Pharmaceutical giant Johnson & Johnson has been ordered to pay more than half a billion dollars in a landmark judgment for its part in fueling the opioid epidemic, which led to deaths of tens of thousands of people in a year in the United States.
An Oklahoma judge ordered the payment of $572m (£468m) in a case that was closely watched to see if a court would hold the drug maker accountable for its contribution to the American crisis. This marks the first major blow for the pharmaceutical industry on the opioid issue, as it faces several other lawsuits across the country from states and municipalities distressed by the impact of the potent drugs.
In his momentous ruling, Judge Thad Balkman stated that the state of Oklahoma had met its burden of proof in accusing Johnson & Johnson, via its subsidiary Janssen, of creating a public nuisance by spreading misinformation about its painkillers.
Oklahoma attorney general Mike Hunter alleged in the state’s lawsuit that the companies had used deceptive and aggressive marketing campaigns to push the addictive drugs and their use across the country.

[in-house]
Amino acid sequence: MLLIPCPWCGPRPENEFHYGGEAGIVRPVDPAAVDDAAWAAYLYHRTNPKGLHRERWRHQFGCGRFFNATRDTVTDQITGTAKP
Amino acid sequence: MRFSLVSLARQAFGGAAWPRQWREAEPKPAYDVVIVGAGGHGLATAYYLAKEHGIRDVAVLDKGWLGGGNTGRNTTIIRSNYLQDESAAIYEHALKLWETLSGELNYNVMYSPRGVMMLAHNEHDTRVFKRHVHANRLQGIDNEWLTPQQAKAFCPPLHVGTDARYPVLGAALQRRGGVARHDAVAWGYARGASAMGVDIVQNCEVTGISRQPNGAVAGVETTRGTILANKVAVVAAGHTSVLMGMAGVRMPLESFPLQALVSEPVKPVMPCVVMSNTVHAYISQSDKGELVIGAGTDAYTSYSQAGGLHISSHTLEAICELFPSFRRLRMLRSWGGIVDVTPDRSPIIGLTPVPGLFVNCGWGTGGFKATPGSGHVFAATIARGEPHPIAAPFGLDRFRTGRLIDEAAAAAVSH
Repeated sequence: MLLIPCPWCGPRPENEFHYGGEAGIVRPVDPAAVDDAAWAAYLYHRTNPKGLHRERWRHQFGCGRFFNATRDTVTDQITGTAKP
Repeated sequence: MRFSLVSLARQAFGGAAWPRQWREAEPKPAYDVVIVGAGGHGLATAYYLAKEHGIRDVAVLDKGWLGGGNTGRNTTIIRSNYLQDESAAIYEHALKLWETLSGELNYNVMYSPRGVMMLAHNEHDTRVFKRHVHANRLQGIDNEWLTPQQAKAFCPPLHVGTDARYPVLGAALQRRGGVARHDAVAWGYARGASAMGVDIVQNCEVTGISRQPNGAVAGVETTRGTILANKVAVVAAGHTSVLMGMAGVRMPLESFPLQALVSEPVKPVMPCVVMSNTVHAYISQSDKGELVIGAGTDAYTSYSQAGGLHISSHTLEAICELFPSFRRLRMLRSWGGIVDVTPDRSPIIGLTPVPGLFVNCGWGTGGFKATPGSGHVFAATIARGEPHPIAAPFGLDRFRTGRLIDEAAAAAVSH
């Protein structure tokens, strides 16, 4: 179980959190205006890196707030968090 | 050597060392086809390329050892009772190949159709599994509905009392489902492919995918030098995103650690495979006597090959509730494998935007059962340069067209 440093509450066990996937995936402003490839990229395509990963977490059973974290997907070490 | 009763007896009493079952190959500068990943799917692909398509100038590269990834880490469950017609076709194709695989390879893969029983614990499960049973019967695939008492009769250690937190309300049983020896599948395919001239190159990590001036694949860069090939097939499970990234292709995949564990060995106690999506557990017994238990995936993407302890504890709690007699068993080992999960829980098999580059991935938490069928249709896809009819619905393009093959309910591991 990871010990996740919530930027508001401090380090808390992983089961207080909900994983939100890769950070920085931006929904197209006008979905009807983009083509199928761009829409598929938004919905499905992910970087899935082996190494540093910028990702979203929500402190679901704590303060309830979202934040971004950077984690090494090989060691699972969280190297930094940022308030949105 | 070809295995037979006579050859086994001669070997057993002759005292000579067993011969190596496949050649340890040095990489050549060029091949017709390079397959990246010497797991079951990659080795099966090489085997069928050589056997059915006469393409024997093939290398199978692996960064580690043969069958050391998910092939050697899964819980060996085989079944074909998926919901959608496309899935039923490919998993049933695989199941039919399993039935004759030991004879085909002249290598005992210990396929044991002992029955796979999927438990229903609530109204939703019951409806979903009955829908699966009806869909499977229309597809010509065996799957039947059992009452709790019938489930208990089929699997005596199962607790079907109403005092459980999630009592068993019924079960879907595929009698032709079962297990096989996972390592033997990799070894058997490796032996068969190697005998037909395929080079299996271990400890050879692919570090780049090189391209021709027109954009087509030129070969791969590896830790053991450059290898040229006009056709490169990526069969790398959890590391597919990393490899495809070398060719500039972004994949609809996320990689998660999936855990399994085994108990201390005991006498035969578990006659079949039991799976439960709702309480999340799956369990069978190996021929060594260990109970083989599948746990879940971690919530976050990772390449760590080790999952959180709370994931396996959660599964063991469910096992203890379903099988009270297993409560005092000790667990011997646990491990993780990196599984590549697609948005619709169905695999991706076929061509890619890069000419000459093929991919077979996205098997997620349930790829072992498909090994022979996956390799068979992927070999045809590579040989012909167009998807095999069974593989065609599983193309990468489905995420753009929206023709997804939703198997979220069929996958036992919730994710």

Mr. Balkman said, “Specifically, defendants caused an opioid crisis that’s evidenced by increased rates of addiction, overdose deaths, and neonatal abstinence syndrome”. He described the opioid crisis as an “imminent danger and menace”.
Johnson & Johnson has indicated its intention of appealing the decision, which is considerably less than the penalties originally sought by the state of Oklahoma. Following the verdict, the difference sent the company’s stock soaring by more than 5 % in post-market trading.
The stock prices of other pharmaceutical companies like Mallinckrodt, Teva Pharmaceutical, and Endo International also rose in after-hours trading following the news.
The lawsuit originally commenced with three defendants- Johnson & Johnson, Teva Pharmaceutical, and Purdue Pharma, the privately-owned maker of Oxycontin that has been extensively blamed for the crisis. The latter two companies reached settlements with the state even before the seven-week trial began.